The questions bring us to that place of anxiety, that murky line between faith and doubt, the edge where belief and unbelief come into contact.  God commanded us to tell this story and yet if we tell it we might end up concluding that God does not exist, or if God exists, that God does not care, or if God cares, the way God demonstrates that care is too terrifying to deserve our worship.

And herein lies the irony of this story.

God has commanded us into this space of questioning, doubting, and anxiety.  But why?  Why should God want his people to question these core ideas of faith?

Let me quote Avivah Zornberg again:

God’s message presses for hearing and response, for an acknowledged vulnerability, insecurity, anxiety.  “Neurosis . . . is . . . the obstinate refusal to face anxiety openly and explore its quality and source.”  Therapeutic openness, on the other hand, is expressed in a willingness to face the unknown.

Pharaoh is neurotic because he will not face his anxiety and fears; he will not be moved by them.  He is untouched by the experience around him.  He cannot hear the cries of the oppressed people.  He cannot know their pain.  He cannot act for justice and liberation.  And so his heart is hardened.  It is hardened to the point that he becomes incapable of hearing and seeing.  He cannot be compassionate; his soul is corrupted.

Do you remember last October, when the children presented a drama based upon this story on Children’s Sabbath?  They were all decked out in biblical costumes and re-enacted the crossing of the Red Sea and before that Moses demanding that Pharaoh “Let my people go.”  Sophia Rudd was Pharaoh.  And every time Moses, played by Clair Bouma, said, “Let my people go.”  Sophia would pause for a moment and then go “No!”  Her emphatic “no-s,” one right after the other, became the hit of the presentation.

And though humourous, a good representation of what Pharaoh is in the story—the person who lacks compassion and does not see nor hear the needs of his people.  Pharaoh cannot be moved.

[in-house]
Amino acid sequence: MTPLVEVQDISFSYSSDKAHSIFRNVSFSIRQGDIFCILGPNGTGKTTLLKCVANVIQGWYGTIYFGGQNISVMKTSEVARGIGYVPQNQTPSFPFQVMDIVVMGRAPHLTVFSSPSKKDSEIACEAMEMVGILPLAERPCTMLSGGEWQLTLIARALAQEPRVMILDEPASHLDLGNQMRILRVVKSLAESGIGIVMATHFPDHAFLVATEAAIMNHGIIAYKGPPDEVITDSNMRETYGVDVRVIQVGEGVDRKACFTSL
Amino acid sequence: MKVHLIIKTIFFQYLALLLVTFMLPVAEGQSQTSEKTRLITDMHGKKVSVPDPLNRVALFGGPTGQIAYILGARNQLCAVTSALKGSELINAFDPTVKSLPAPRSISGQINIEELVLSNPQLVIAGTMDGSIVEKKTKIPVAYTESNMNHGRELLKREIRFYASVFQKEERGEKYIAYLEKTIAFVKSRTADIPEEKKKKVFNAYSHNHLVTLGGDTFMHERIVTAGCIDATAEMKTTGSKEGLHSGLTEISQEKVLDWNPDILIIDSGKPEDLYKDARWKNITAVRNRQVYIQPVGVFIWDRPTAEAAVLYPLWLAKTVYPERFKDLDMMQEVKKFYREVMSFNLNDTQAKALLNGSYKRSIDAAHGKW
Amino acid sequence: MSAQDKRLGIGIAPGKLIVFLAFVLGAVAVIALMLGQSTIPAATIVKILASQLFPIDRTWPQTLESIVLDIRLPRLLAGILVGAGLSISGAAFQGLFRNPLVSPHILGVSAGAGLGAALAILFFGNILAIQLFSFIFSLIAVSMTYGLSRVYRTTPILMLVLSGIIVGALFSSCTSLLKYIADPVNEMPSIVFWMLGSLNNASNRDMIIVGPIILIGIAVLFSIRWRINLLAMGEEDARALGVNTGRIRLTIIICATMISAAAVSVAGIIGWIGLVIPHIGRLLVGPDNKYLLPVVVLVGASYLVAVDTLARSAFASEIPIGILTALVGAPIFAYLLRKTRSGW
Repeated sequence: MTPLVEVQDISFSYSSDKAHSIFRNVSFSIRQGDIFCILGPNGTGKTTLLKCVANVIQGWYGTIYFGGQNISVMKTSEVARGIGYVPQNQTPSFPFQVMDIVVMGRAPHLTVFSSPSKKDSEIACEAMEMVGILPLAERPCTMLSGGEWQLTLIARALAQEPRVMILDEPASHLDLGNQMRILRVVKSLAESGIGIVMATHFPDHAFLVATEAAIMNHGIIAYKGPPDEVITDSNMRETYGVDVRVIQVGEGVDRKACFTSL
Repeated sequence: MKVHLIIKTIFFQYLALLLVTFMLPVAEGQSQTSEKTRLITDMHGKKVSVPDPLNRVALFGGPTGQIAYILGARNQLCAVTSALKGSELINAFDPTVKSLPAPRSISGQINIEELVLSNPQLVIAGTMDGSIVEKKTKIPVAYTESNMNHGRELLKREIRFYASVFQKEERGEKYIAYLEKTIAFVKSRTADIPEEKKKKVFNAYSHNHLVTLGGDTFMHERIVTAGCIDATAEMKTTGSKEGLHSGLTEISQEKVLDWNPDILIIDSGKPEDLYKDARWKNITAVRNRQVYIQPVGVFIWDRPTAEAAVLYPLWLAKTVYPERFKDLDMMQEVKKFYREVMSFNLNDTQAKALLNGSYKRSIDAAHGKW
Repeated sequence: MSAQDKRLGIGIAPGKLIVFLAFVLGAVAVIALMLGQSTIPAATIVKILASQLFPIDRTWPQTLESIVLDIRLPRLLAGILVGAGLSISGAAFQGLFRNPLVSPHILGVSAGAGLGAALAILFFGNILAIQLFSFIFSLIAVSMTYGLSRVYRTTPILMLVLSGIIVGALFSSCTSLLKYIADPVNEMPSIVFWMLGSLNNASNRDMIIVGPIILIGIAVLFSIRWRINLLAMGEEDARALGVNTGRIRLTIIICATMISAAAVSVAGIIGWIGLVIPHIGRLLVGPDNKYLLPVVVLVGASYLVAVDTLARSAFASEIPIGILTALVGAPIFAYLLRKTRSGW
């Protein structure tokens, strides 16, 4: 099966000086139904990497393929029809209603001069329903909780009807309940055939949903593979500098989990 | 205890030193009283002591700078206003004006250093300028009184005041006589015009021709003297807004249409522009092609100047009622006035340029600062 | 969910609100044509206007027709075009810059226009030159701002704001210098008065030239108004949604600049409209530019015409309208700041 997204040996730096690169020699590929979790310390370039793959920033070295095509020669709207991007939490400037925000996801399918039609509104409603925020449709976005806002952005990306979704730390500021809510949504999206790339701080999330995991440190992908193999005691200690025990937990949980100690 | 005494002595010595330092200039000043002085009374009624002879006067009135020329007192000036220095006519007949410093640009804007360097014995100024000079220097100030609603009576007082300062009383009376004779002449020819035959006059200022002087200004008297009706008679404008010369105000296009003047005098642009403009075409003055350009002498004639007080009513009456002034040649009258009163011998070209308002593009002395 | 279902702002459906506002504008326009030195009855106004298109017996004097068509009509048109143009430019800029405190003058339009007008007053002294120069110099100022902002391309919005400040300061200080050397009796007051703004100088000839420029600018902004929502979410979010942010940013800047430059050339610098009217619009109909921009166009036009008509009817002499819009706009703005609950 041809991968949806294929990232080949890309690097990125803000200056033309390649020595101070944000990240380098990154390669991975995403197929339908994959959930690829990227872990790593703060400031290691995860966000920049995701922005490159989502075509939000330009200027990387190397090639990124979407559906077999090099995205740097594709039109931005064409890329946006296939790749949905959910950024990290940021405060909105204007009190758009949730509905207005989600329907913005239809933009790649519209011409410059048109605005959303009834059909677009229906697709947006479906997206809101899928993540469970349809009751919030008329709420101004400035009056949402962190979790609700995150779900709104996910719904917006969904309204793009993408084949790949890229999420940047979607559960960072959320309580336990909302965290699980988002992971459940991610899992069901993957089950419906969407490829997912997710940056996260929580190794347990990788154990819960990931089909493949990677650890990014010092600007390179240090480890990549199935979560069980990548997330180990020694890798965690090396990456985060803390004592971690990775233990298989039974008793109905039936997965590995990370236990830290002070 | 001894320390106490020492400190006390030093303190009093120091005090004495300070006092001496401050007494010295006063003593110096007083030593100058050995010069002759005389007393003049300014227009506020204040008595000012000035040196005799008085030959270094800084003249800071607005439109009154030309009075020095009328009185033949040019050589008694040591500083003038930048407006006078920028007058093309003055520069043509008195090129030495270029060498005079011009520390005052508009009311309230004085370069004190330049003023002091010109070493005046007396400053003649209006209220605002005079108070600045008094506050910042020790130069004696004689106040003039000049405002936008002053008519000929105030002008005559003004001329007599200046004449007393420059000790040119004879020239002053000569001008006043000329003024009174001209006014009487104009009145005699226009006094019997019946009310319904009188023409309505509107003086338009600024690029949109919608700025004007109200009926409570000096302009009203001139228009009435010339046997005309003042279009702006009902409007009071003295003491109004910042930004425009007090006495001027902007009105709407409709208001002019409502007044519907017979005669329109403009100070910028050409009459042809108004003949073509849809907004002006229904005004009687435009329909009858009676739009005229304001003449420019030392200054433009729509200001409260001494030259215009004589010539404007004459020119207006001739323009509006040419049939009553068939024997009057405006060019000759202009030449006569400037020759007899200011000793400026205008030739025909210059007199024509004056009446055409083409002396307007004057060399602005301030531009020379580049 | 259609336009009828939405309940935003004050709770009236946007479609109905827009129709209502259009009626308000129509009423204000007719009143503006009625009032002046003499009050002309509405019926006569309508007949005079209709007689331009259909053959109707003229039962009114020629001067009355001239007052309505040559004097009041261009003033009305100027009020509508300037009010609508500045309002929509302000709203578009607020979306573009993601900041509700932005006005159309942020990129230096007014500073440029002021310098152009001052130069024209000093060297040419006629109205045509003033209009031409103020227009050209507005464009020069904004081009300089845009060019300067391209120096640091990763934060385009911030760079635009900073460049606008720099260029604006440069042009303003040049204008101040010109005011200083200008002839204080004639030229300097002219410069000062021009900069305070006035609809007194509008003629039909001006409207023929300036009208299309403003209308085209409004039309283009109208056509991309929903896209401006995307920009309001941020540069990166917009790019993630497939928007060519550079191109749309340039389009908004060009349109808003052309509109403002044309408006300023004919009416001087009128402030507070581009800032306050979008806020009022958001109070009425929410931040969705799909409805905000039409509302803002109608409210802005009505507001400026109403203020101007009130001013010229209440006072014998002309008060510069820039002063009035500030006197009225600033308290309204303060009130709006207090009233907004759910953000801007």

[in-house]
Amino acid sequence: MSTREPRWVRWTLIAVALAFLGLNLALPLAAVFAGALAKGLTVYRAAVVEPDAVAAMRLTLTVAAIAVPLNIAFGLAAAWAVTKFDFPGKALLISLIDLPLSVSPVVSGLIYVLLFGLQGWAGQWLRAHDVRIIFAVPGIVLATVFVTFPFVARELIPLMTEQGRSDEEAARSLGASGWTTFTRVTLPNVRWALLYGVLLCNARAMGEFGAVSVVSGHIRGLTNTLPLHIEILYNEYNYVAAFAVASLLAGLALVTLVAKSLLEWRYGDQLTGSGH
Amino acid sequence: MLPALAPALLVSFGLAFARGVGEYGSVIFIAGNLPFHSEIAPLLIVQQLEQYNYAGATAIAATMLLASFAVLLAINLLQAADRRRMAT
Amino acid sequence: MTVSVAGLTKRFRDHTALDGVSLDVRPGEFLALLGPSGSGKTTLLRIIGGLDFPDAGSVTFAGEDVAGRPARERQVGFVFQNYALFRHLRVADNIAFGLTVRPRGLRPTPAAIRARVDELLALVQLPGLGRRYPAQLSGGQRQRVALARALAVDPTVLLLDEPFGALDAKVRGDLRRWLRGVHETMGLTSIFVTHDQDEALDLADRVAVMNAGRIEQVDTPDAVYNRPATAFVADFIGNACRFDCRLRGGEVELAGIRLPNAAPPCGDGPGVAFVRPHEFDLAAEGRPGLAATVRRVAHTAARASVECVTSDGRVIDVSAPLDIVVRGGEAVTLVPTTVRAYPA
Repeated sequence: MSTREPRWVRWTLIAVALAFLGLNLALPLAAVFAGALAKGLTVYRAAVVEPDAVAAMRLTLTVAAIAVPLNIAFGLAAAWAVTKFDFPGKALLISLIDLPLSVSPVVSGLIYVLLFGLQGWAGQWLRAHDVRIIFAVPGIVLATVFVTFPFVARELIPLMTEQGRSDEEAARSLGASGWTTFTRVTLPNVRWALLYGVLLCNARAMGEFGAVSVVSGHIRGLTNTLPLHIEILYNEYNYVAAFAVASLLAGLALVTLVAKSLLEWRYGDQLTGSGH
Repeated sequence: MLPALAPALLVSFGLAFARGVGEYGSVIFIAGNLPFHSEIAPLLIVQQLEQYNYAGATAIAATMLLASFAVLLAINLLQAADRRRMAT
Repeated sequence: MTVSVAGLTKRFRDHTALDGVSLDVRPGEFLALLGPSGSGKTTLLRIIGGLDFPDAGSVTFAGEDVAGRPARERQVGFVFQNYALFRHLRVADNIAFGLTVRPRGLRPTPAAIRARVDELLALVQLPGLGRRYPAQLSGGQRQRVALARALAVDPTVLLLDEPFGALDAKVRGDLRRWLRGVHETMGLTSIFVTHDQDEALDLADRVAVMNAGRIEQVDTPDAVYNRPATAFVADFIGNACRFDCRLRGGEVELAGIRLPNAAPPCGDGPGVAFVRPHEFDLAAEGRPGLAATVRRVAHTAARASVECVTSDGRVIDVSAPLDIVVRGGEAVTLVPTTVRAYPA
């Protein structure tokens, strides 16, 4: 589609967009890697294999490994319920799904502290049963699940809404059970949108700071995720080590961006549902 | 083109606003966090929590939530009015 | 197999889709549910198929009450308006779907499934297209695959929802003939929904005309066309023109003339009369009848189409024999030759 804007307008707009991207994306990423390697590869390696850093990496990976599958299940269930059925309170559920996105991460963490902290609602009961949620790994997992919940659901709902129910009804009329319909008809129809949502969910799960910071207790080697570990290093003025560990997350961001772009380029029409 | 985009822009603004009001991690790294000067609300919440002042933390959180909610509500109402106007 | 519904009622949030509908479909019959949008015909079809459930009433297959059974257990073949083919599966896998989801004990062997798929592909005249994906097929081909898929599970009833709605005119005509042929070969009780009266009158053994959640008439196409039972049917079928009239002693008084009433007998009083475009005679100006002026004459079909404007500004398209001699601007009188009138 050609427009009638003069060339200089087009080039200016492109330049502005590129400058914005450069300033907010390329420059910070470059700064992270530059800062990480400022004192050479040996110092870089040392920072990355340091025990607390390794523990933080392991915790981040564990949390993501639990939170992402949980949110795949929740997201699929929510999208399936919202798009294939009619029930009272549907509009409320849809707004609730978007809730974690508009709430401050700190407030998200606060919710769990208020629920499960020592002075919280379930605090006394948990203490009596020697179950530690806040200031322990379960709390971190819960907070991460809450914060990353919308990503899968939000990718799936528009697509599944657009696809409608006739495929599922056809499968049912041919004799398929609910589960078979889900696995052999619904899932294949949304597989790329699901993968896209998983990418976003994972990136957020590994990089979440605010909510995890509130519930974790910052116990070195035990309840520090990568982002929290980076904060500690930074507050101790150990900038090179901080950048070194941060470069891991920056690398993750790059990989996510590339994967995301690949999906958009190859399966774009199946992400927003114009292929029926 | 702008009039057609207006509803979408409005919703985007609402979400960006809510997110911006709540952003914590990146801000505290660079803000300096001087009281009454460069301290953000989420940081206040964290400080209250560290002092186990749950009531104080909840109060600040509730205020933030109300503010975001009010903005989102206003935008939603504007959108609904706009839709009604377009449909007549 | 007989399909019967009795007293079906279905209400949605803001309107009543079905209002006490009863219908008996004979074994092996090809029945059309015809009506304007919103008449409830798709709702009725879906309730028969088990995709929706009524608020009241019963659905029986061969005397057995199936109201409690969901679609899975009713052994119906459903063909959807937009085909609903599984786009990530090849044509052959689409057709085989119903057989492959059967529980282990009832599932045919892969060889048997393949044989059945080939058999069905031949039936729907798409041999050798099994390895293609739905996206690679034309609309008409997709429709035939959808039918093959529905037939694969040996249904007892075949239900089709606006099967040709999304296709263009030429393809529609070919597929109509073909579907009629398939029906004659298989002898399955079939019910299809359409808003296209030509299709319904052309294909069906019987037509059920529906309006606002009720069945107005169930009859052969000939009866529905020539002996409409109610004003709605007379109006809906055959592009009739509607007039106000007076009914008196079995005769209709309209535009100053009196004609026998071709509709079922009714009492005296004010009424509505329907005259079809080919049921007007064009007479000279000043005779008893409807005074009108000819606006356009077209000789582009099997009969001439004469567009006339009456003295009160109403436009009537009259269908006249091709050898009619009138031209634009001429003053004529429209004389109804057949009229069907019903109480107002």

But the healthy person can be moved.  That person faces her anxieties, fears, and doubts.  She is open to questions, and by being open to questions, she is capable of seeing and hearing when others are hurting.  The healthy person explores her doubts, learns from her fears, grows from her anxieties.  This is the purpose of therapy.

God commands us to tell this story over and over again, because the telling of it is our therapy.  It shakes us out of our comfort zones.  It gets us thinking and questioning and feeling.  And that is our liberation.

God wants to liberate the divine spark within each one of us.  God wants us to become fully human.  And in order to do that, God risks rejection, because our liberation from emotional, mental, and spiritual slavery is in telling this story over and over and over again.  We become agents in our own liberation.

That children’s book on Passover states this idea simply, “Perhaps talking about our slavery and what it means to be free will help us appreciate our freedom and encourage us to work toward freedom for all peoples.”


We are engaged in a battle between life and death, between chaos and creation.  The way of Pharaoh—of not seeing, not hearing, not responding to the cries of the people—that is the policy of death, that will undo the creation and unleash the powers of chaos.

The alternative is to see and to hear and to respond and that begins by telling the story and asking the questions, facing our fears, our anxieties, and our doubts.  That is the path to liberation.  That is the way of life.

So, let’s choose life.


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First Central Congregational Church